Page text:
Reading Journal

What I'm reading

Saturday, July 11, 2009

Richard III, by William Shakespeare

Every Christmas my cousin Mark and I agree to read a classic by the next Christmas. This year Richard III was was we decided to go for.

Richard III is a story of an ambitious duke who was willing to kill for the throne. I found Richard to be a "fun" evil character because he's witty, plotting, and malicious. The general plot is that Richard had Henry VI killed, and then Richard's brother Edward became king. As soon as Edward died, Richard killed the other claimants to the throne and seized it himself.

First he had to kill his brother Clarence. He mused to himself after meeting up with Clarence.
Go, tread the path that thou shalt ne'er return:
Simple, plain Clarence, I do love thee so,
That I will shortly send thy soul to heaven.

In a bizarre but funny scene, Richard met up with Anne, who was accompanying her father's corpse to his funeral. Richard had killed both her father (Henry VI) and her brother, but now he tried to woo Anne because she would legitimize his rule if he can get the throne.
Anne: Foul devil, for God's sake, hence, and trouble us not,
For thou hast made the happy earth thy hell,
Filled it with cursing cries and deep exclaims.
If thou delight to view thy heinous deeds,
Behold this pattern of thy butcheries.

After about a page of Anne's curses, Richard responded, "Lady, you know no rules of charity, which renders good for bad, blessings for curses." I thought that was pretty funny.

Richard attempted to woo Anne.
Anne: And thou unfit for any place but hell.
Richard: Yes, one place else, if you will hear me name it.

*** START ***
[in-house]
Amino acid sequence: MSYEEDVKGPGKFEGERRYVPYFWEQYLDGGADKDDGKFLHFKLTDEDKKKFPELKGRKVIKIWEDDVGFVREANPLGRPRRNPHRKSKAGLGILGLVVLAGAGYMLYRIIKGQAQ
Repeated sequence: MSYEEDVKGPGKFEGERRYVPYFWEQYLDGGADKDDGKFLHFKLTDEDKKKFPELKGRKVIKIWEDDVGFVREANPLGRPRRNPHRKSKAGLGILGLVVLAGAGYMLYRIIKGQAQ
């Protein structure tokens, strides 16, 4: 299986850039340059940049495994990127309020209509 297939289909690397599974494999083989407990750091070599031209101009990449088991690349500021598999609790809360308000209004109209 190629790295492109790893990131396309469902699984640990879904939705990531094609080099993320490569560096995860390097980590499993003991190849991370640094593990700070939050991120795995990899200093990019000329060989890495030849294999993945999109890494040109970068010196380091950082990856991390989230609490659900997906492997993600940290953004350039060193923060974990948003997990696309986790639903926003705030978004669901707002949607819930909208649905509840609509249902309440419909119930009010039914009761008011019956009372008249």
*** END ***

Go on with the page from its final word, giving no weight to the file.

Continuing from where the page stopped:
Anne: Some dungeon.
Richard: Your bed-chamber.
Anne: Ill rest betide the chamber where thou liest!
Richard: So will it, madam, till I lie with you.
Anne: I hope so.

Queen Margaret, Henry VI's wife, cursed all the new royals as well as Richard.
Richard: Have done thy charm, thou hateful withered hag!
Queen Margaret: And leave out thee? stay, dog, for thou shalt hear me.
If heaven have any grievous plague in store
Exceeding those that I can wish upon thee,
O, let them keep it till thy sins be ripe,
And then hurl down their indignation
On thee, the troubler of the poor world's peace!

Queen Elizabeth mourned her husband Edward's death, one of the few deaths in the play not caused by Richard.
Why grow the branches when the root is gone?
Why wither not the leaves that want their sap?
If you will live, lament; if die, be brief.

The citizens were afraid of what would happen after Edward died.
Citizen 1: Come, come, we fear the worst; all will be will.
Citizen 3: When clouds are seen, wise men put on their cloaks;
When great leaves fall, then winter is at hand;
When the sun sets, who doth not look for night?
Untimely storms makes men expect a dearth.
All may be well; but, if God sort it so,
'Tis more than we deserve, or I expect.

King Richard had guilty dreams the night before the battle that would kill him. But in the morning he was ready to put aside his guilt and fight for his ambition again.
Let not our babbling dreams affright our souls:
Conscience is but a word that cowards use,
Devised at first to keep the strong in awe:
Our strong arms be our conscience, swords our law.
March on, join bravely, let us to it pell-mell;
If not to heaven, then hand in hand to hell.


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